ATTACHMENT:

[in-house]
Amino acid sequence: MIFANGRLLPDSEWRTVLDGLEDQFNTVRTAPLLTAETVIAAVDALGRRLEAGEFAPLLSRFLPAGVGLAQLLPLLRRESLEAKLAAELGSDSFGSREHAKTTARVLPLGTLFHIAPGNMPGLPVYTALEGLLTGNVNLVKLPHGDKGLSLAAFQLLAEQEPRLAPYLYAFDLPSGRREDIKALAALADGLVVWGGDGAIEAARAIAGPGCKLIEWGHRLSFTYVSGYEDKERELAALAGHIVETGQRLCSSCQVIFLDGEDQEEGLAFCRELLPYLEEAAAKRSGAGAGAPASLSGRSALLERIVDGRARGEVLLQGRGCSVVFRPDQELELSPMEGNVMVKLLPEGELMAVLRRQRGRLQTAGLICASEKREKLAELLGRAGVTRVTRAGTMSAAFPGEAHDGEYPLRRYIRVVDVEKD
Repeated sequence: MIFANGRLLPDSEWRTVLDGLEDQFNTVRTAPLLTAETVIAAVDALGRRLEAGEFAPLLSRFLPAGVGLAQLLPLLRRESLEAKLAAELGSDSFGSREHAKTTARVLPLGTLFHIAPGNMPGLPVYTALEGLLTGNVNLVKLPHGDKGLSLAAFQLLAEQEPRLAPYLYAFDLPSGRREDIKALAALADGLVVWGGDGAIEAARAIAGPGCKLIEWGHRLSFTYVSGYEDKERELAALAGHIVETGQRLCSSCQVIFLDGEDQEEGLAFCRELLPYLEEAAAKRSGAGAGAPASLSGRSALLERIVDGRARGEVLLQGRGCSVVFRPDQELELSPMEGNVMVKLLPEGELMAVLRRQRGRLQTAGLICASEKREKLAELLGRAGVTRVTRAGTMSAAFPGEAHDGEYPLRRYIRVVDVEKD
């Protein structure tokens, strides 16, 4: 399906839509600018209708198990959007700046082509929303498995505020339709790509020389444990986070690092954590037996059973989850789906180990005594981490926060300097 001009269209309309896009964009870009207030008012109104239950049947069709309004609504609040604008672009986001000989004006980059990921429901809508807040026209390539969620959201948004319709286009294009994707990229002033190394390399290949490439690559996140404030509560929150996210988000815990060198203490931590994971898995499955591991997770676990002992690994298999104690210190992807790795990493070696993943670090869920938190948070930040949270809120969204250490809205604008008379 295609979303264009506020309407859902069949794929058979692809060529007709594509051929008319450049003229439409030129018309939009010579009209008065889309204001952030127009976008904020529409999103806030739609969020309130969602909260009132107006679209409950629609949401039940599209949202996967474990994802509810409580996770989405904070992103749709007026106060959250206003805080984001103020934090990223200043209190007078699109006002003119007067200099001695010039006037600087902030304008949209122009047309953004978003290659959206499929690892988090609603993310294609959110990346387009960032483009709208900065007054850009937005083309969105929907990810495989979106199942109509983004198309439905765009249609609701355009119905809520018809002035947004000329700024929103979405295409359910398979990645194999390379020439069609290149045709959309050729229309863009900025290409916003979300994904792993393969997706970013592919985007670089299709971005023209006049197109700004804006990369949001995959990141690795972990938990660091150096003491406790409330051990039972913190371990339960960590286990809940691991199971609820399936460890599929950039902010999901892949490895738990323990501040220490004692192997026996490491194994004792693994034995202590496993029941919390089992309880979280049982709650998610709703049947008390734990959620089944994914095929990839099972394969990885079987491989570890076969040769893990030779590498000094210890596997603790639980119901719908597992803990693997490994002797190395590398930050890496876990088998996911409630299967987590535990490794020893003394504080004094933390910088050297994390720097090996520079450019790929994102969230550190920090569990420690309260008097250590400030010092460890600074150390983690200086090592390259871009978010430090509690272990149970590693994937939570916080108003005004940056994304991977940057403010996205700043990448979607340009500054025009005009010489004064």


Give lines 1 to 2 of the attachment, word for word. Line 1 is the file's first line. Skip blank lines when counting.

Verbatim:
[in-house]
Amino acid sequence: MIFANGRLLPDSEWRTVLDGLEDQFNTVRTAPLLTAETVIAAVDALGRRLEAGEFAPLLSRFLPAGVGLAQLLPLLRRESLEAKLAAELGSDSFGSREHAKTTARVLPLGTLFHIAPGNMPGLPVYTALEGLLTGNVNLVKLPHGDKGLSLAAFQLLAEQEPRLAPYLYAFDLPSGRREDIKALAALADGLVVWGGDGAIEAARAIAGPGCKLIEWGHRLSFTYVSGYEDKERELAALAGHIVETGQRLCSSCQVIFLDGEDQEEGLAFCRELLPYLEEAAAKRSGAGAGAPASLSGRSALLERIVDGRARGEVLLQGRGCSVVFRPDQELELSPMEGNVMVKLLPEGELMAVLRRQRGRLQTAGLICASEKREKLAELLGRAGVTRVTRAGTMSAAFPGEAHDGEYPLRRYIRVVDVEKD